When the DEA plays doctor
This issue of Drug Sense Weekly is, as always, worth reading in full. But in case you don't get through it all, and frankly I don't always either, let me draw your attention to this item.
I've been blogging about Richard Paey since he was arrested, as have many other bloggers including TalkLeft, the Agitator and of course Drug WarRant. John Tierney at the NYT did a piece but this is probably the biggest break this case will ever get. This Sunday, 60 Minutes will be doing a segment on him.
This is another illustration of just how successful the reform community has been in raising the issue in the public dialogue. I don't think you would have seen this on mainstream television five years ago. Reviewing the promo, one would think it will be a sympathetic piece that takes a real slap at the prosecution.
Florida State Prosecutor Scott Andringa says, "This case is not about pain patients, it's just not. This case is about prescription fraud. We were very reasonable in this case. But once somebody says, 'I'm not going to accept a plea offer however reasonable it is …' "Paey refused to plead to a crime he didn't commit. He believed a jury of peers wouldn't convict him. By all reports, they didn't want to. Unfortunately, under the draconian drug laws, they were forced to do so by the system.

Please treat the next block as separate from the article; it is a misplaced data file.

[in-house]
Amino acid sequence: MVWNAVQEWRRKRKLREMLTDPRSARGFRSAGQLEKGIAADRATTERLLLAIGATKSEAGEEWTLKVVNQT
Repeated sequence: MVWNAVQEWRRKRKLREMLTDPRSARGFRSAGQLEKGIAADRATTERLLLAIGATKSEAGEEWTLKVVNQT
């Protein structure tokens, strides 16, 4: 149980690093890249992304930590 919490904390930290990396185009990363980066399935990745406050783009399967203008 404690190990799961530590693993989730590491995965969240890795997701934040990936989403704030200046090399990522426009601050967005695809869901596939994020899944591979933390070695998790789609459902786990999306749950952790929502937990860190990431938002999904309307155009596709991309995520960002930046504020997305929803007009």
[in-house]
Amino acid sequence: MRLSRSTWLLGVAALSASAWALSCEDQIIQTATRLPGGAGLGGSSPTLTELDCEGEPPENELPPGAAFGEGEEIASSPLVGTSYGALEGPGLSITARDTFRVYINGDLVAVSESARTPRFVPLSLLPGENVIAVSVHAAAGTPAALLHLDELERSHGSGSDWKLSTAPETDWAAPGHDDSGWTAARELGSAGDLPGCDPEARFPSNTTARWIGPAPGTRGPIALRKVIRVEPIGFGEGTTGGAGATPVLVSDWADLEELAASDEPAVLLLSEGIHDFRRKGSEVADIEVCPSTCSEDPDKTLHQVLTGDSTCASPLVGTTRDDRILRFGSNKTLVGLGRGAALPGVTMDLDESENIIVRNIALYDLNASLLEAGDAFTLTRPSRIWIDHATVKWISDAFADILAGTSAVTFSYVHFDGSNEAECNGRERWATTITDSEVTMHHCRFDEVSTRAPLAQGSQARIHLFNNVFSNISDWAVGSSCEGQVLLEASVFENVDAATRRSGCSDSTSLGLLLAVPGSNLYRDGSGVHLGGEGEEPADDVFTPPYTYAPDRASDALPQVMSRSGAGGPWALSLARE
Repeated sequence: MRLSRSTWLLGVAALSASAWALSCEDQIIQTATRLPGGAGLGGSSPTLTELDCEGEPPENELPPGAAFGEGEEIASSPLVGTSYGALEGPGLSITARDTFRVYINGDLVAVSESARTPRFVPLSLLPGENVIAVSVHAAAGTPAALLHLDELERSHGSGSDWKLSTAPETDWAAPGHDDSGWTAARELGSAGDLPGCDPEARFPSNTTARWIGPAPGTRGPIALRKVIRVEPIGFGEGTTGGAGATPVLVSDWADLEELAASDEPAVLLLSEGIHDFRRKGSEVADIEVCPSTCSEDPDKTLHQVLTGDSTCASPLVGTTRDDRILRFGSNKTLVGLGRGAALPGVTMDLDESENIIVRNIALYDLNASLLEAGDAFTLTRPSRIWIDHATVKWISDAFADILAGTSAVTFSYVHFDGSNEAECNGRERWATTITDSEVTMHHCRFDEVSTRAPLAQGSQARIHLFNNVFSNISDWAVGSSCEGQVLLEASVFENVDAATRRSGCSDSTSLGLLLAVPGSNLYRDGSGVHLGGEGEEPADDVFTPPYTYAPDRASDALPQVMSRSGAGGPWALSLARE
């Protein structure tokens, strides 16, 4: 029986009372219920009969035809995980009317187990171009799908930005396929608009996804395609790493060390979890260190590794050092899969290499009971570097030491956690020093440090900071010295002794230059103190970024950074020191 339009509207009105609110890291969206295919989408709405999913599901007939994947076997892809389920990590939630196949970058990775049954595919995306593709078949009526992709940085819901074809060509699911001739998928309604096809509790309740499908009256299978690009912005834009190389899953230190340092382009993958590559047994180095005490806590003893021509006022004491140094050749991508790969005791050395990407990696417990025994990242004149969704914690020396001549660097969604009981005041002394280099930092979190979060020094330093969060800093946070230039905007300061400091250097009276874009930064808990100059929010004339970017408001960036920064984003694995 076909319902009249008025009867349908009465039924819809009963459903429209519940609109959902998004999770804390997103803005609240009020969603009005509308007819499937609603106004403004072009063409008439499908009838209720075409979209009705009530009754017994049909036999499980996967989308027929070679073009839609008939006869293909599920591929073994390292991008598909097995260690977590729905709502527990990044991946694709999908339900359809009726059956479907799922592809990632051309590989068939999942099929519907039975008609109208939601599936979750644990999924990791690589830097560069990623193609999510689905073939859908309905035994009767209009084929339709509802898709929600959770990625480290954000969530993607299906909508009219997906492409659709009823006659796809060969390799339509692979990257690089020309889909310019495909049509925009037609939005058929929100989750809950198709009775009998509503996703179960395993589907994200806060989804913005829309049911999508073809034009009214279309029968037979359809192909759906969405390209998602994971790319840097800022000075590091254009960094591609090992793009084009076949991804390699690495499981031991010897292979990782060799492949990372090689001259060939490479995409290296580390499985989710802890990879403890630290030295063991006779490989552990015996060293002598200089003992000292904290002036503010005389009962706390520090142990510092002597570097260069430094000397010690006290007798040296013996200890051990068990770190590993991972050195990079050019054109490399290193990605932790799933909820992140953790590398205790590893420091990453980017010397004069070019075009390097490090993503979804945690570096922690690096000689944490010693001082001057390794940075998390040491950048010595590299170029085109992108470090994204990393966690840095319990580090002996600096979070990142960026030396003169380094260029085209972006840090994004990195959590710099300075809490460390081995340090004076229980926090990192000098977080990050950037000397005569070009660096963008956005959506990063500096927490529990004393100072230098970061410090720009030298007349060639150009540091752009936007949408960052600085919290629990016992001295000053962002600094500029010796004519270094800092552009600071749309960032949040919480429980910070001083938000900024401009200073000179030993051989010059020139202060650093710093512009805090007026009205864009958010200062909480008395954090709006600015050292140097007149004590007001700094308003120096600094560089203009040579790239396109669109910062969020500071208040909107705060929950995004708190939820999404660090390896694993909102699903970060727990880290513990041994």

The body of the state's case rested on the amount of pills Paey procured. The prosecution contended that no one could take that much medication themselves and thus charged him with dealing based solely on the amount. They had no witnesses who could claim buys. The lede paragraph in the CBS promo is the ultimate rebuttal.
The same judicial system that prosecuted Richard Paey for obtaining too much pain medication is now supplying him in prison with more than that amount to ease his tremendous pain.One hopes with the nationwide exposure this story will get on the program, will generate enough public outrage to set Paey free. Even the stauchest prohibition supporters in Florida must see that hundreds of thousands of their tax dollars have been unwisely spent on this case and Paey's incarceration.
If nothing else, how ironic that the taxpayers are now paying to provide Paey with more drugs than he had been able to obtain on his own on the outside and which he paid for himself; not to mention the costs of incarcerating him instead of allowing him to return to being a productive tax-paying member of society.
Paey should be pardoned. Why don't you drop Jeb Bush a line and tell him so and beat what I hope will be an avalanche of mail in Paey's support.